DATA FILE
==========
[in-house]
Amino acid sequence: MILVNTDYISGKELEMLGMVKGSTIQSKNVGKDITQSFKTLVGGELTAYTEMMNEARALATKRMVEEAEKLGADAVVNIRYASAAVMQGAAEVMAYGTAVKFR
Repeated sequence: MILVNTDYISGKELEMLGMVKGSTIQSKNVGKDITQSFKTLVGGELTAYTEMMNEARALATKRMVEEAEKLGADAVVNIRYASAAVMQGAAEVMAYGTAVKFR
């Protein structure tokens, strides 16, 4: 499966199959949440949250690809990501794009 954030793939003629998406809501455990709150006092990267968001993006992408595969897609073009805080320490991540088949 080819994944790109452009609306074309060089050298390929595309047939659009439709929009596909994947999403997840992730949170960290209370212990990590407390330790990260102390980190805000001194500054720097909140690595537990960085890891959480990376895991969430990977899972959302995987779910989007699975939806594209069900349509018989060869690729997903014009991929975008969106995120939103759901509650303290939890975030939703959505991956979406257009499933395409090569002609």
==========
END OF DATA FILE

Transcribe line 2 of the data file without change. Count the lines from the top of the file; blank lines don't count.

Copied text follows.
Amino acid sequence: MILVNTDYISGKELEMLGMVKGSTIQSKNVGKDITQSFKTLVGGELTAYTEMMNEARALATKRMVEEAEKLGADAVVNIRYASAAVMQGAAEVMAYGTAVKFR